you had Airplane personnel (lead guitarist Jorma Kaukonen, bass player
Jack Casady and singer Marty Balin) moonlighting with Peter Kaukonen (second
guitar) and Joey Covington (drums). Still, they haven’t done bad
for themselves. The two-man jam band nucleus, Chicago-blues devotee Jorma
Kaukonen and dyed-in-the-wool jazzer Jack Casady, have gone through varied
incarnations over some 20 albums and, maybe, the most live shows this
side of The Grateful Dead and James Brown. And the boys are back in town,
promoting the release of their albums Live at Sweetwater I, Live
at Sweetwater II and Live in Japan. With Barry Mitterhoff on
mandolin and Erik Diaz on drums. 8 p.m. $25/$28 All Ages. 416 Cedar
Ave. S., Mpls. 612-338-2674. Hobbes
Just about a month ago the Belfry Center debuted in south Minneapolis
as a collectively run community space and art gallery—a collaboration
among the Bat Annex Free School, Daybreak
Newspaper and local radical artists. The ambitions of the Center reflect
the energy and ideals of its 15 to 20 young and enthusiastic members who
strive to “foster democracy and build community through arts, activism,
media and education” and make all decisions by consensus. This weekend
the Belfry hosts its Winter Market—welcoming guests to a holiday
arts and craft sale that features items from a number of local artists.
There’ll be cocoa for drinking, cookies for frosting, board games
for playing and live music, too. The Belfry’s Bat Annex Free School
is a unique endeavor, currently offering classes in quilting, French and
Spanish to students of all ages, and they’re all F-R-E-E. Future
gallery shows include a found-objects exhibit, and submissions are being
accepted now. Noon – 4 p.m. Free. 3753 Bloomington Ave. S., Mpls.
The Varsity Theater
heads agree, but the public at large might not know: Rap is only one of
the four elements of the culture of hip-hop. If you extrapolate out from
the MC, the DJ, the graffiti writer and the B-boy, think of the elements
as linguistic expression, musical expression, visual expression and kinetic
expression. Now, put ‘em all in a renovated theater and you’ve
got the Doomtree
Blowout at the Varsity. Just having the whole Doomtree roster in one place
for two full-length sets is reason enough to attend (keep your eyes peeled
for Emily Bloodmobile), but add in a wheat paste mural by design and art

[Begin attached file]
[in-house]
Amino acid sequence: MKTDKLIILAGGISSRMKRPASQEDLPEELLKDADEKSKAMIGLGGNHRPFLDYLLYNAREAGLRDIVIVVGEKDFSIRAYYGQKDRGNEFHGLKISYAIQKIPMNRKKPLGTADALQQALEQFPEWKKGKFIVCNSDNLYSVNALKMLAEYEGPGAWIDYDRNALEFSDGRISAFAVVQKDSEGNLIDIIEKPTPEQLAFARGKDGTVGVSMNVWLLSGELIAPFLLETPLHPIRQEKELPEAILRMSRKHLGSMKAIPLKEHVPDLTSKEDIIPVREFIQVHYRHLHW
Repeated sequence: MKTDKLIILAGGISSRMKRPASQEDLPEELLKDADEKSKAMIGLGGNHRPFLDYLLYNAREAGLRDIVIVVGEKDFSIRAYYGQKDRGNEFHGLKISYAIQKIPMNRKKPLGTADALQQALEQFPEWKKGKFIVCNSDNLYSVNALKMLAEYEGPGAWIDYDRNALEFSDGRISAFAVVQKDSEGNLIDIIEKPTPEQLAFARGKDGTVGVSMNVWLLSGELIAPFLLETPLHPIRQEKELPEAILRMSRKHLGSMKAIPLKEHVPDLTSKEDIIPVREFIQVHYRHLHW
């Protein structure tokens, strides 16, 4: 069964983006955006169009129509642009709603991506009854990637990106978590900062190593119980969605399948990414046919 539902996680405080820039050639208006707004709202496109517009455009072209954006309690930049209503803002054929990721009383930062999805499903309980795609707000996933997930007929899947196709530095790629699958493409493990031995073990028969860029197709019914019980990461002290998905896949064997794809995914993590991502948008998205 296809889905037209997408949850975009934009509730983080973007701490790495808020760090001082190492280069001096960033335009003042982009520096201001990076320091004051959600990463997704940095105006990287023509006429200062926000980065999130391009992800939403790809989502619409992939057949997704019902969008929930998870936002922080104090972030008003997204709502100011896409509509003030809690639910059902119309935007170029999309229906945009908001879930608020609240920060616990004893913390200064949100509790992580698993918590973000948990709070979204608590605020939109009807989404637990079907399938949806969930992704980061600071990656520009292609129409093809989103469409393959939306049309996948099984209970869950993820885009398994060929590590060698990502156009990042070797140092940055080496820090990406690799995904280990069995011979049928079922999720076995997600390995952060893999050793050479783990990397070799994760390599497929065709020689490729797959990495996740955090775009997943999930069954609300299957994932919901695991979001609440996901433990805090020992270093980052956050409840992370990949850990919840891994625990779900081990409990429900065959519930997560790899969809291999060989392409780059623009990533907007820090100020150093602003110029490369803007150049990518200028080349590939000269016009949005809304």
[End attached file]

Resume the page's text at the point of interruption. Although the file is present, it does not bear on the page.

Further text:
collective KHS which’ll be created live in reaction to the music,
a video premiere, breakdancing crews flexing to Doomtree DJs and giveaways
and you’ve got the makings for one of the hottest nights in recent
memory. With P.O.S. slated to drop his sophomore album in late January
‘06, Mictlan hard at work on his debut and Sims’ Lights Out
Paris sure to make many critics’ top ten lists for 2005, this show
has historic potential, so don’t be the person 10 years from now
telling people how you almost went, but instead stayed home to watch the
Jim Carrey version of “How the Grinch Stole Christmas” on
Channel 5. Cindy Lou Who can wait. 9 p.m. $8. 18+. 1308 4th St. SE.,
Mpls. 612-604-0222. McPherson
Shillock, Desdamona, David Daniels
Daniels. It just might be the last time you can catch these three
at the same gig. Daniels is rumored to be headed for the Left Coast. Besides
which both Shillock and Desdamona need to be heading their own bills.
Shillock, who denies being the headliner (but does admit to being the
ringleader that set the gig up), is one of the strongest poets in town.
And he’s just released the CD Invisible Jazz. Four-time Minnesota
Music Award-winner Desdamona is due to blow up any minute. Especially
since Sly and Robbie’s stint as co-producers on her CD, The Ledge.
If Daniels is going anywhere, he sure enjoyed a hellified stay while he
was around, culminating with his tour de force CD Talkin’ Roots.
Fortune smiles. Three smoking performers at one shot. Wouldn’t do
to sleep on this one. 7:30 p.m. $7. 1931 Nicollet Ave. S., Mpls. 612-874-8702.
Walker Art Center
A gay Western, huh? OK, mainstream cinema could stand to widen its scope
beyond “The Bird Cage.” Director Ang Lee’s new offering,
“Brokeback Mountain” does exactly that, stacking the deck
with Heath Ledger and Jake Gyllenhaal. They play Ennis Del Mar and Jack
Twist, modern day cowboys who fall in love and then find themselves, over
the next 20 years, dealing with the consequences—not the least of
which includes keeping things secret from their wives. Of course, there’s
also the requisite intolerance and rabid homophobia in rural America.
Gifted veteran Randy Quaid is on hand as the foreman where Del Mar and
Twist are working when they meet. Winner of the Golden Lion for Best Film
at the 2005 Venice Film Festival. 2 p.m. $8 ($6 members). 1750 Hennepin
Ave., Mpls. 612-375-7600. Hobbes
Lee & James Schamus
Walker Art Center
This should be good. The month-long series of films by director Ang Lee
concludes with a discussion between Lee and his frequent collaborator,
producer James Schamus. They’ll talk about their collaborative process
as director, producer and co-writers of a wide-ranging body of work, reflecting
as well on their creative history, and illustrating with clips from their
films. Lee once said of his crowning achievement, “Crouching Tiger,
Hidden Dragon”: “I think … filmmakers have become more
mature individually, and that’s a good sign [that] it’s not
a trend that will come and go. I think it could be the beginning of a
good development. In terms of subtitled movies, I hope [it] will break
out of art-house ghettos. Not that it doesn’t have artistic values,
but I hope we break that barrier.” Unfortunately the barrier will
take at least a bit more wearing down. Meanwhile, Lee certainly has prevailed
well beyond any pigeonhole. 7 p.m. $22 ($15 members). 1750 Hennepin
Ave., Mpls. 612-375-7600. Hobbes